Aturn for the bitter
FORGETTING SARAH MARSHALL
THE FIFTH Judd Apatow production released here since last August (after Knocked Up, Superbad, Walk Hard and Drillbit Taylor), Nicholas Stoller’s debut feature injects the romantic comedy formula with a welcome bitterness and healthy cynicism.
Jason Segel, who scripted the movie, plays Peter Bretter, a composer unhappily employed on bland TV theme music and immersed in writing a rock opera on Dracula. He’s madly in love with Sarah Marshall (Kristen Bell), an actress who stars with William Baldwin in an inane TV cop show. She, too, has loftier ambitions and dreams of a film career, but her only cinema role has been in a tacky horror movie about a mobile phone that kills its users.
After five years together, Sarah tells Peter she’s leaving him for another man. To emphasise his vulnerability, Peter is naked when she tells him. That is in keeping with the penchant of Apatow comedies for gratuitous nudity, although Segel insists he drew on personal experience for the scene.
Casual sex with other partners is no substitute, Peter realises, and ends in tears of remorse. Taking a holiday in Hawaii, he finds that Sarah just happens to be staying in the same hotel with her lover, Aldous Snow, an oversexed British rocker played in a perfectly judged parody by Russell Brand. We get the measure of Snow’s talent in the risibly pretentious music video for his phoney peace-and-love single, We Gotta Do Something, and again when he sings, “I long to be/ Is it wrong to be/ Inside you.”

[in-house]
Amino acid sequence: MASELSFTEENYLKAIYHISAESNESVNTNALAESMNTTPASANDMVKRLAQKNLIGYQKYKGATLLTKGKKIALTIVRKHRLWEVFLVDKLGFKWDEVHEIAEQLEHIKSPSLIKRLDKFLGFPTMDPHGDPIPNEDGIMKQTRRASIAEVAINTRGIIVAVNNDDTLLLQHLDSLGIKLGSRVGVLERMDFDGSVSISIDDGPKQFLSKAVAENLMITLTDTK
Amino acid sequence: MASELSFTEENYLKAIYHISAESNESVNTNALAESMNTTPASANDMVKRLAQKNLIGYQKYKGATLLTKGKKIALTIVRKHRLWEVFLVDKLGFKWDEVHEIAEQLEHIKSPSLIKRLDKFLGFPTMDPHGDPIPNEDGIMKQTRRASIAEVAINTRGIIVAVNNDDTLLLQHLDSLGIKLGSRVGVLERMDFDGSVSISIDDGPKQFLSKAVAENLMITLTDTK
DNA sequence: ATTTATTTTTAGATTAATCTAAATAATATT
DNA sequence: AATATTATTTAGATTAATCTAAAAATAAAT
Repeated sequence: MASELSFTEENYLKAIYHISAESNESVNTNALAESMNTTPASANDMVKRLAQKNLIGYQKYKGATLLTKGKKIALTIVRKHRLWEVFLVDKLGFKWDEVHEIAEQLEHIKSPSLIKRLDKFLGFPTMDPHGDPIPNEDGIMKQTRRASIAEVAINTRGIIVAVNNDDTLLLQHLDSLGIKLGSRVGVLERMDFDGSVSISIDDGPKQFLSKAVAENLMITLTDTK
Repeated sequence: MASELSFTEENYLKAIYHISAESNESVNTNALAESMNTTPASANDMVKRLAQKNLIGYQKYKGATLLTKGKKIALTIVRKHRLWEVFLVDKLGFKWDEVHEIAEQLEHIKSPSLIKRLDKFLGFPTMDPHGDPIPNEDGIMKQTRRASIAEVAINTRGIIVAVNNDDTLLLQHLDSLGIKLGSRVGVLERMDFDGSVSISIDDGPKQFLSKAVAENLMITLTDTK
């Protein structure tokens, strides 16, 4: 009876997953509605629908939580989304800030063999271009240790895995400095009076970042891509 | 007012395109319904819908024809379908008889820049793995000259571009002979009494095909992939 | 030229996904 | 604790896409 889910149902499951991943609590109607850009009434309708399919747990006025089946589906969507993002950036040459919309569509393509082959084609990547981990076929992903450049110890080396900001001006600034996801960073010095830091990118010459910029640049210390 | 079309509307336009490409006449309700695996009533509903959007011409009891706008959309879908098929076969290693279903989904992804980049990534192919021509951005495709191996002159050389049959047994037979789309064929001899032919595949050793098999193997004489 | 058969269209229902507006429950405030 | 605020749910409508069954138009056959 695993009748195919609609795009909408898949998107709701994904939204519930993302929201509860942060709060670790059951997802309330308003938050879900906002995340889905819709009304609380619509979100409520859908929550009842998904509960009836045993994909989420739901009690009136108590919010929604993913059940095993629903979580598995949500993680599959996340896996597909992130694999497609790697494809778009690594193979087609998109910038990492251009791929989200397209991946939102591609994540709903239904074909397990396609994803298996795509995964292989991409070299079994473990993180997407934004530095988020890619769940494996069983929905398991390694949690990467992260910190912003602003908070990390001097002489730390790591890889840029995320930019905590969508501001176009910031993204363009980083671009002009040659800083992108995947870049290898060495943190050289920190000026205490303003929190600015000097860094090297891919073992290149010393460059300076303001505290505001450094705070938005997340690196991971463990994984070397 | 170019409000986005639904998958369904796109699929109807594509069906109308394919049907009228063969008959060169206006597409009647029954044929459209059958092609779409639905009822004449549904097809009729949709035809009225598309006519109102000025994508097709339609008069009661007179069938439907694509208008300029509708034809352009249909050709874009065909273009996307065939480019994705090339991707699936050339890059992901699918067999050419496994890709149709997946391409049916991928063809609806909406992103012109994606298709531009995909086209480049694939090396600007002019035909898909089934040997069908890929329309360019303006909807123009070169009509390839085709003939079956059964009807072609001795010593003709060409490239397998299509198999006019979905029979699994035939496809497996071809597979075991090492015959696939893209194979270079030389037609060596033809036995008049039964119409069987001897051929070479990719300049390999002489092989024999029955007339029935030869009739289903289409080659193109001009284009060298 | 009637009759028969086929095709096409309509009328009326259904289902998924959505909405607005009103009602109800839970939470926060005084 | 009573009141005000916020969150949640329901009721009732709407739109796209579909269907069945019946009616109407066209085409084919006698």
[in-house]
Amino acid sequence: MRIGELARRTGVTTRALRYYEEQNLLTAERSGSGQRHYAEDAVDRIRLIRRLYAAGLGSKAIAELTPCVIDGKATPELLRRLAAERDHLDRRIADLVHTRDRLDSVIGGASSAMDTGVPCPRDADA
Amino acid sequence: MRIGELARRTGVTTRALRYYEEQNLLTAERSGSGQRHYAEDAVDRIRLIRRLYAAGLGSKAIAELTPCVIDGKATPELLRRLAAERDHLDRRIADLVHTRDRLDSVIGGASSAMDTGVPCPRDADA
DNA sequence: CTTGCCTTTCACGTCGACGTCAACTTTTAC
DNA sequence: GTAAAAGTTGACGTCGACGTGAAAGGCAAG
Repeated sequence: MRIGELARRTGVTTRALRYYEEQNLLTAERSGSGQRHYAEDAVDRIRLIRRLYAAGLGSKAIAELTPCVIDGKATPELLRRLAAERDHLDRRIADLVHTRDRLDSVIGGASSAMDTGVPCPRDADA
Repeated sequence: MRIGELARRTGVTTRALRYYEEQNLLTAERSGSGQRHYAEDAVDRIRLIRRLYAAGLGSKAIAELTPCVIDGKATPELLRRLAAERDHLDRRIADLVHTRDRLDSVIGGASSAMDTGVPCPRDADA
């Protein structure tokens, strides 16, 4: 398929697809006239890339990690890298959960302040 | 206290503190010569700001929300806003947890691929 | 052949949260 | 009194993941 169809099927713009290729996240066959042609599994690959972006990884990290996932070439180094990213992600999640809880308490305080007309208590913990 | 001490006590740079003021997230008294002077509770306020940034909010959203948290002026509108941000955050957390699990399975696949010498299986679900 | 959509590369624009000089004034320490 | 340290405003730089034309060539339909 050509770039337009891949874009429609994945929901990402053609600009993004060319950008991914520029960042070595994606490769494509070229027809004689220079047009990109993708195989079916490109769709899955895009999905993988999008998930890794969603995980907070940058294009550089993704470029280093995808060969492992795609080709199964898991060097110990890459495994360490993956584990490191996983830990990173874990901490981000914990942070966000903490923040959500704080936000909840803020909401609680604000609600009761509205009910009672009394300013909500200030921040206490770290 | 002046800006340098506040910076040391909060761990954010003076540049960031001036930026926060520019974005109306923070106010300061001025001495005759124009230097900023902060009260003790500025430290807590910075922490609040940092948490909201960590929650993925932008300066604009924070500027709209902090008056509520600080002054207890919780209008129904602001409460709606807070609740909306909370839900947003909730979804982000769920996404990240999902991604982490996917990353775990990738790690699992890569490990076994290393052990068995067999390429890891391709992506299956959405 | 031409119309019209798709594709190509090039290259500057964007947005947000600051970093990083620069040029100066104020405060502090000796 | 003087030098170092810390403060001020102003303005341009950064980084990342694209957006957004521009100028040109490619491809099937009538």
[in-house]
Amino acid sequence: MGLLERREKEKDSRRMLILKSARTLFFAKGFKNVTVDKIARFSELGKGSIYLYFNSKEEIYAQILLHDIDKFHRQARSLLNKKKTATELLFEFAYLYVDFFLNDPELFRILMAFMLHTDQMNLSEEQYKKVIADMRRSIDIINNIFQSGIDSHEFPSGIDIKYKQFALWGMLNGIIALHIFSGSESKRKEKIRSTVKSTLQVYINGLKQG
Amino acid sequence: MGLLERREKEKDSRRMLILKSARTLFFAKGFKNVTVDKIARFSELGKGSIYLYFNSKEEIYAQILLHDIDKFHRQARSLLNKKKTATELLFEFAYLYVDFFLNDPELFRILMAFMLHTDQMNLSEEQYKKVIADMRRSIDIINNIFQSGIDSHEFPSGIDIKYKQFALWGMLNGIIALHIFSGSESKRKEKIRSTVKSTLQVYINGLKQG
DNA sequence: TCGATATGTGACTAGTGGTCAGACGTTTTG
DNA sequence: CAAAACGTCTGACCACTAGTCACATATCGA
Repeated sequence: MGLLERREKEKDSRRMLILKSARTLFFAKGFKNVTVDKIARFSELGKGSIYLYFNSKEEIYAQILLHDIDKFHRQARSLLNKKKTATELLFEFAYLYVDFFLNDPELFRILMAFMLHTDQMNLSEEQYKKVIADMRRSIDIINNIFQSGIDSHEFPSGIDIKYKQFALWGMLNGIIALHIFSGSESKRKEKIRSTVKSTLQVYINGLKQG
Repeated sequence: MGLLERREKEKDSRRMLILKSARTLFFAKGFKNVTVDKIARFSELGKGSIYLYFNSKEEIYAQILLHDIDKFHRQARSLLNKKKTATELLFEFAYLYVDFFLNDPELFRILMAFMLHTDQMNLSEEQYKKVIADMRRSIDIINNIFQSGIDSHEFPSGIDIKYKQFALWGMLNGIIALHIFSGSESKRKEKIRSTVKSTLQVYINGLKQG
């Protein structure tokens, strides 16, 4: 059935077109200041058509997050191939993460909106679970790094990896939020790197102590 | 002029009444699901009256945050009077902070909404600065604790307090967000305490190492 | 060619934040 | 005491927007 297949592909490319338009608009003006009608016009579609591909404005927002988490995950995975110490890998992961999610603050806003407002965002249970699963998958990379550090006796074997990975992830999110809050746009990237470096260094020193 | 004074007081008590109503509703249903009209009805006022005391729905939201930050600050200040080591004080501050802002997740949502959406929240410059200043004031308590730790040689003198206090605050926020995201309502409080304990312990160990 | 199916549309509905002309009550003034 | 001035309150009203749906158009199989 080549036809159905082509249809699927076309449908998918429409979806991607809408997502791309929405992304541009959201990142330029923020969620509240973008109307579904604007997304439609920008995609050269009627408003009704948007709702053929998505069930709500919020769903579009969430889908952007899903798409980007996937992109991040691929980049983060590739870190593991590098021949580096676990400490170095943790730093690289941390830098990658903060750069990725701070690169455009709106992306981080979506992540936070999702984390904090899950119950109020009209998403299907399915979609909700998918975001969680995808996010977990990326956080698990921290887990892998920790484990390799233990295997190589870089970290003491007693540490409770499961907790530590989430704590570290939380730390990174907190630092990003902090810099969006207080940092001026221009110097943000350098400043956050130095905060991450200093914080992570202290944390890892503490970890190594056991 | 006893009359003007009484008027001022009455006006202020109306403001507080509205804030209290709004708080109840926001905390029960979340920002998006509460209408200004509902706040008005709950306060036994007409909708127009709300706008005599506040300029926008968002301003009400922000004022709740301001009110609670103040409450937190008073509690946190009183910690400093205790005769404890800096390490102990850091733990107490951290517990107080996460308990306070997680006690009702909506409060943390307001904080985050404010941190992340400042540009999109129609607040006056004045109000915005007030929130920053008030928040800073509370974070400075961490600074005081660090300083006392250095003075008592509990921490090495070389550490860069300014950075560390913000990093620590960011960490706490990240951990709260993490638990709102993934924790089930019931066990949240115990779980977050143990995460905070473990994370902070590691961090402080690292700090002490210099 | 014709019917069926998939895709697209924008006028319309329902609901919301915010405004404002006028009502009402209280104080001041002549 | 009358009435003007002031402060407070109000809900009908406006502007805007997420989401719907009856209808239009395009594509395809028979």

Sexual references abound in the film, although it’s most offensive in its many repetitions of the cliched exclamation, “Awesome!”
The supporting roles offer entertaining turns for Apatow regulars Paul Rudd as a spaced-out surfer, Jack McBrayer as a sexually inhibited honeymooner, and Jonah Hill as a waiter and aspirant songwriter.
Hope springs eternal in Apatow’s sweet-and-sour confections, especially when the hero is an ordinary sad sack of a guy, and Mila Kunis sparkles as the radiant hotel receptionist who initially takes pity on Peter. An alumnus of Apatow’s TV series Freaks and Geeks and Undeclared, Segel’s engagingly understated performance prompts the sympathy of the viewer – although we have second thoughts when he finally gets to stage his kitschy Dracula musical,
Directed by Nicholas Stoller. Starring Jason Segel, Kristen Bell, Russell Brand, Mila Kunas
Super bed: Jason Segel and Kristen Bell